Topic: Engineered Geothermal Systems: The Habanero Project (Australia) and the Fallon FORGE project (USA)
Abstract:Engineered Geothermal Systems (EGS) have the potential to significantly contribute to our baseload energy requirements, with over 500 GWe of resource potential estimated for the western USA alone (USGS, 2008). After the first R&D project to test the EGS concept was initiated at Fenton Hill (New Mexico) in the 1970’s, there have been several projects in the USA and internationally that aimed to evaluate the viability of EGS and progress the technologies required to make EGS economic. The key technical challenges associated with EGS center on creating and maintaining appropriate reservoir heat-exchange networks, while managing any induced seismicity associated with stimulation of the reservoir.
In this talk, I will present an overview of the Habanero EGS project in the Cooper Basin, central Australia. Managed and developed by Geodynamics Limited, the Habanero project was one of the deepest, hottest and most challenging EGS sites developed anywhere in the world to date, and was operated as an active test site from 2002 to 2015. I will also introduce the US Department of Energy’s FORGE initiative (Frontier Observatory for Research in Geothermal Energy) and the Fallon FORGE site in Nevada. Currently in Phase 2, FORGE aims to develop a site for the testing and development of EGS technologies. I will provide an update of activities at the Fallon FORGE site.
Bio:Dr. Bridget Ayling completed a PhD in paleoclimate and environmental geochemistry at the Australian National University in 2006, after which she began working at Geoscience Australia (Australia’s national geological survey). Dr. Ayling worked at Geoscience Australia for 10 years, including a 2-year secondment to the Energy and Geoscience Institute at the University of Utah. During her time with Geoscience Australia, she worked in both conventional and unconventional (i.e. Engineered Geothermal Systems (EGS)) geothermal settings in Australia and the USA, conducting regional geothermal resource assessments, surface heat-flow measurements, aqueous geochemistry studies, reservoir characterization, geochemical tracer studies, and numerical modelling to understand reservoir fluid flow regimes. Dr. Ayling joined the Nevada Bureau of Mines and Geology and the College of Science at the University of Nevada, Reno in 2016 as an Associate Professor and new Director of the Great Basin Center for Geothermal Energy. Her current activities include teaching, managing the National Geothermal Academy and the GBCGE, conducting research, outreach, and contributing to the Fallon FORGE project.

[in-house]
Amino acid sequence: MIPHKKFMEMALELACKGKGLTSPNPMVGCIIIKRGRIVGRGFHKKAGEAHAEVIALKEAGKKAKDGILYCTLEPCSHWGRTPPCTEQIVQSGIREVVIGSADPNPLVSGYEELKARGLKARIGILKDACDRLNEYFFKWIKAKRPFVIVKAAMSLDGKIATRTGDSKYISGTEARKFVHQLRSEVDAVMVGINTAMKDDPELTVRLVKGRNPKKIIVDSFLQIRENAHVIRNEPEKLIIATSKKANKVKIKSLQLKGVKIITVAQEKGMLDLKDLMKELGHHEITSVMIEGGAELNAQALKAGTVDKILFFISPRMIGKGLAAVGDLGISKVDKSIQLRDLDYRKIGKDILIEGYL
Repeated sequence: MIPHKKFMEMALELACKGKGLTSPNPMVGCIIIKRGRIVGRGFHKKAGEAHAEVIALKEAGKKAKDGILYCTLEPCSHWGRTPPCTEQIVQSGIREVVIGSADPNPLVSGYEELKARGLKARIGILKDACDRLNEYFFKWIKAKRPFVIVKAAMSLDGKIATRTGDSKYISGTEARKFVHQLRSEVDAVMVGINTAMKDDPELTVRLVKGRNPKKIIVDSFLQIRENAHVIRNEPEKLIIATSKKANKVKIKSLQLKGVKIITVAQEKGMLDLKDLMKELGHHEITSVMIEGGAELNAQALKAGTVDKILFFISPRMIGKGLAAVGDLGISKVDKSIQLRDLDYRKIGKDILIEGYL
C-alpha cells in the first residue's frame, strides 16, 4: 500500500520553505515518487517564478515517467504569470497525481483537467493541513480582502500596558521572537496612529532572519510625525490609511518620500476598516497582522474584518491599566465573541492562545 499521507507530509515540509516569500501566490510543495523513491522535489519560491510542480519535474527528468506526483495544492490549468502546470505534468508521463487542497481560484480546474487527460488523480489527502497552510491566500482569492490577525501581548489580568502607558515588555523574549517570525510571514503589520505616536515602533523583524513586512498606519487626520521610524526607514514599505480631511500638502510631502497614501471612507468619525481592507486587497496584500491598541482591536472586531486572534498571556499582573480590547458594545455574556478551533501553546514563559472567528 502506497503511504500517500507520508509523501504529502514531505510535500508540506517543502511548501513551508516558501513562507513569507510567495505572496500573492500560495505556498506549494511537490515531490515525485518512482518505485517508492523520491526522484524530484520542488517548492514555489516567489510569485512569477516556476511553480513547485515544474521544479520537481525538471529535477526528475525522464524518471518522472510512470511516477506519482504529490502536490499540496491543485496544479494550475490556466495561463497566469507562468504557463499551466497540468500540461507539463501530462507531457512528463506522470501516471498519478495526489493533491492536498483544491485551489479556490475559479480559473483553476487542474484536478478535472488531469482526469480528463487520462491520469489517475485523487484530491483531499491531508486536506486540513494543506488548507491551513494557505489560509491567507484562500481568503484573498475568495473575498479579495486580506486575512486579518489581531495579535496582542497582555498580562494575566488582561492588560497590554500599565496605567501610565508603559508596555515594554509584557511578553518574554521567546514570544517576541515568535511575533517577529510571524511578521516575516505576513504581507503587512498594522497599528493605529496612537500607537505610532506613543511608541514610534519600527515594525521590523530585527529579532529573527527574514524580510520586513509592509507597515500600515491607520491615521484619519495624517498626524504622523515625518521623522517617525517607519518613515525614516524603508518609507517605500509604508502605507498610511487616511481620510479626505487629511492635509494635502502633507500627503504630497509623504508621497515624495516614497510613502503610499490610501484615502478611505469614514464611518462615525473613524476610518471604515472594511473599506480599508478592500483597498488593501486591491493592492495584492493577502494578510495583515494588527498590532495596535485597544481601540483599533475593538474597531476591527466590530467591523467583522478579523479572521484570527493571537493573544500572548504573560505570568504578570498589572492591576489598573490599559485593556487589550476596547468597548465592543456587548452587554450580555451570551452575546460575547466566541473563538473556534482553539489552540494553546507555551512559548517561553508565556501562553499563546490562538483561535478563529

Ramada Reno Hotel 1000 East 6th Street, Reno, NV 89512 Cocktail Reception 6:30, Skyline Bar, 14th Floor Cocktails served at 6:30 PM, Dinner Served at 7:00 PM NPGS Members $20, Non-Members $23, Students $10
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